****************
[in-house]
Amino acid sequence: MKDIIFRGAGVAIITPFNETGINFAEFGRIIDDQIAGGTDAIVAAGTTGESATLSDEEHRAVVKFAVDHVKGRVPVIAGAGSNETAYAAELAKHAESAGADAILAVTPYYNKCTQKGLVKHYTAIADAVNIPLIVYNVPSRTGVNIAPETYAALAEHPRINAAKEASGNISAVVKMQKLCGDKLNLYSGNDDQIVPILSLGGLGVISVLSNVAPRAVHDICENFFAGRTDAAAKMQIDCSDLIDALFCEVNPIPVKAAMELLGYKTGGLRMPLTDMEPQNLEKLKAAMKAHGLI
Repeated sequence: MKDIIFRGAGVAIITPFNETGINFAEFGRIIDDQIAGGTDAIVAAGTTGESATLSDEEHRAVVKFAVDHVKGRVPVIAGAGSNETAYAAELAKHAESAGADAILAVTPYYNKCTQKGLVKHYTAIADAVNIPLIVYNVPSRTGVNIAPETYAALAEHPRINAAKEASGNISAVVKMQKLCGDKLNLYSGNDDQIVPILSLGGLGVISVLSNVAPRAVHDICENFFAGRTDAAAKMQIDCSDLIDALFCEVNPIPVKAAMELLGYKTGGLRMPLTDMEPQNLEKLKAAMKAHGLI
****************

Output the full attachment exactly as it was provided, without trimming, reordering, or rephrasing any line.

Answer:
[in-house]
Amino acid sequence: MKDIIFRGAGVAIITPFNETGINFAEFGRIIDDQIAGGTDAIVAAGTTGESATLSDEEHRAVVKFAVDHVKGRVPVIAGAGSNETAYAAELAKHAESAGADAILAVTPYYNKCTQKGLVKHYTAIADAVNIPLIVYNVPSRTGVNIAPETYAALAEHPRINAAKEASGNISAVVKMQKLCGDKLNLYSGNDDQIVPILSLGGLGVISVLSNVAPRAVHDICENFFAGRTDAAAKMQIDCSDLIDALFCEVNPIPVKAAMELLGYKTGGLRMPLTDMEPQNLEKLKAAMKAHGLI
Repeated sequence: MKDIIFRGAGVAIITPFNETGINFAEFGRIIDDQIAGGTDAIVAAGTTGESATLSDEEHRAVVKFAVDHVKGRVPVIAGAGSNETAYAAELAKHAESAGADAILAVTPYYNKCTQKGLVKHYTAIADAVNIPLIVYNVPSRTGVNIAPETYAALAEHPRINAAKEASGNISAVVKMQKLCGDKLNLYSGNDDQIVPILSLGGLGVISVLSNVAPRAVHDICENFFAGRTDAAAKMQIDCSDLIDALFCEVNPIPVKAAMELLGYKTGGLRMPLTDMEPQNLEKLKAAMKAHGLI